In 2014, Donald Trump tweeted that “Saudi Arabia should fight [its] own wars.” While this comment does not necessarily reflect the administration’s current thinking, one way for Washington to respond to Iran’s recent attack on Saudi oil facilities would be to encourage Riyadh to retaliate militarily while avoiding direct American involvement. Noah Rothman believes this would be a dangerous gamble:
A direct strike on Iranian targets by Saudi forces would signal a new phase in what has been a decade-long covert conflict between Tehran and Riyadh. Though the United States and its allies would provide logistical support to the kingdom, an attack on Iran by a peer competitor in the region would tempt it to respond proportionately and directly. By contrast, a U.S.-led strike on Iranian targets removes that temptation; America’s military dominance ensures that Iran would view such an engagement as an asymmetrical fight from the start, and it would prosecute such a conflict accordingly.
Iran’s aggressive behavior follows a clear pattern of escalation. It has executed sophisticated covert operations targeting the global oil supply by disabling and hijacking ships in the strategically vital Strait of Hormuz. It has destroyed a $120-million American aerial surveillance drone operating above international waters. And now, it has executed an elaborate assault on a Saudi refinery.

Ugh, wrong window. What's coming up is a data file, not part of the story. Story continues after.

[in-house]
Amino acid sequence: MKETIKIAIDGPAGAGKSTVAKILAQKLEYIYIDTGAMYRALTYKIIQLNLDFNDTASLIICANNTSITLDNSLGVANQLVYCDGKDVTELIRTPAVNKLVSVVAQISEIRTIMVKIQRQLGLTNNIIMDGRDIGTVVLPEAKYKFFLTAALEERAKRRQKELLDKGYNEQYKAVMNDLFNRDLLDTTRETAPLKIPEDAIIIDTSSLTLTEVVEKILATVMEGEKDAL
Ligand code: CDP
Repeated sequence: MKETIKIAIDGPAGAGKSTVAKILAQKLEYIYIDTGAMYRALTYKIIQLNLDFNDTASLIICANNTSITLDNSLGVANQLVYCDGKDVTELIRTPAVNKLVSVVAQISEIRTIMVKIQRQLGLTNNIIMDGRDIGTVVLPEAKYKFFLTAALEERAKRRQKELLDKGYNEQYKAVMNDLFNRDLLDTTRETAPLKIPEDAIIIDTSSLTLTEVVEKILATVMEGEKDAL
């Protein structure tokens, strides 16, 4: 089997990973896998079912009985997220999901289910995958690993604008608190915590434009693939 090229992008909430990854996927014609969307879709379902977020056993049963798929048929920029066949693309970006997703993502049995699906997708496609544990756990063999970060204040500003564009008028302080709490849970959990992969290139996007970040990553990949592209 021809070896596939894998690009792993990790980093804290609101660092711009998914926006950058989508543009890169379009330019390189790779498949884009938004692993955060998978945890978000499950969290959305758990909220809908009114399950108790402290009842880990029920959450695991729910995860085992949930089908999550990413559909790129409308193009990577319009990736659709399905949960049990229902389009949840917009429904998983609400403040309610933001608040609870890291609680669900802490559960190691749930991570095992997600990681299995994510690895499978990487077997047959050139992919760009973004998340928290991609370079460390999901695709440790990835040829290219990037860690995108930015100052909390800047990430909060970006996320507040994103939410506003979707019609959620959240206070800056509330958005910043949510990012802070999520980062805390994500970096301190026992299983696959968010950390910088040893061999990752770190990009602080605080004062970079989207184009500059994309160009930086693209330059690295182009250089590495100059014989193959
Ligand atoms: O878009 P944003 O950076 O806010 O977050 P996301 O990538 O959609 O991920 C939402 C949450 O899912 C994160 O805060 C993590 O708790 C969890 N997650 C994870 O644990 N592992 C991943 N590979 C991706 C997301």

Iran is behaving rationally by testing the limits of provocation as a tool of statecraft. Its strategic objective is to stoke anxieties among America’s Middle Eastern and European allies and, ultimately, erode global will to maintain the present suffocating sanctions regime. Eventually, Iran is likely to miscalculate, executing a bloody attack that demands a disproportionate response from the United States. This is an outcome that American policymakers are right to avoid, but not at any cost.